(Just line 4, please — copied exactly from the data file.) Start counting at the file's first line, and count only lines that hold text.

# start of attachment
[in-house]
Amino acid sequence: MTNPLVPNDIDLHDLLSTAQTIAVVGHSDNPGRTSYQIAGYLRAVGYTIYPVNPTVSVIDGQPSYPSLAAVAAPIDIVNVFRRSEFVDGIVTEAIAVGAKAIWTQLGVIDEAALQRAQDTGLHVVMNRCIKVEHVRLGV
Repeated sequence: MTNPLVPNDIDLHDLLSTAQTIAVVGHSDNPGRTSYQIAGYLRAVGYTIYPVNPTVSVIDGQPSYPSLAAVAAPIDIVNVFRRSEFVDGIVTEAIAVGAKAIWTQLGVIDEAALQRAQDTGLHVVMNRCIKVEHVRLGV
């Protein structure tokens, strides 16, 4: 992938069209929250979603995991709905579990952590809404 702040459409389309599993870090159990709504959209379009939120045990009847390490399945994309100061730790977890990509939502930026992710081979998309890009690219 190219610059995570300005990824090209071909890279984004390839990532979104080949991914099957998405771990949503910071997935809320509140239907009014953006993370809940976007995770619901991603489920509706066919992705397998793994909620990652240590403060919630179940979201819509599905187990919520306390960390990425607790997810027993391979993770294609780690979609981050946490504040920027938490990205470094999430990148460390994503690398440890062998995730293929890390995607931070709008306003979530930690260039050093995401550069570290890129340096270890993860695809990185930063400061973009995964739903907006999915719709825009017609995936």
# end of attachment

């Protein structure tokens, strides 16, 4: 992938069209929250979603995991709905579990952590809404 702040459409389309599993870090159990709504959209379009939120045990009847390490399945994309100061730790977890990509939502930026992710081979998309890009690219 190219610059995570300005990824090209071909890279984004390839990532979104080949991914099957998405771990949503910071997935809320509140239907009014953006993370809940976007995770619901991603489920509706066919992705397998793994909620990652240590403060919630179940979201819509599905187990919520306390960390990425607790997810027993391979993770294609780690979609981050946490504040920027938490990205470094999430990148460390994503690398440890062998995730293929890390995607931070709008306003979530930690260039050093995401550069570290890129340096270890993860695809990185930063400061973009995964739903907006999915719709825009017609995936």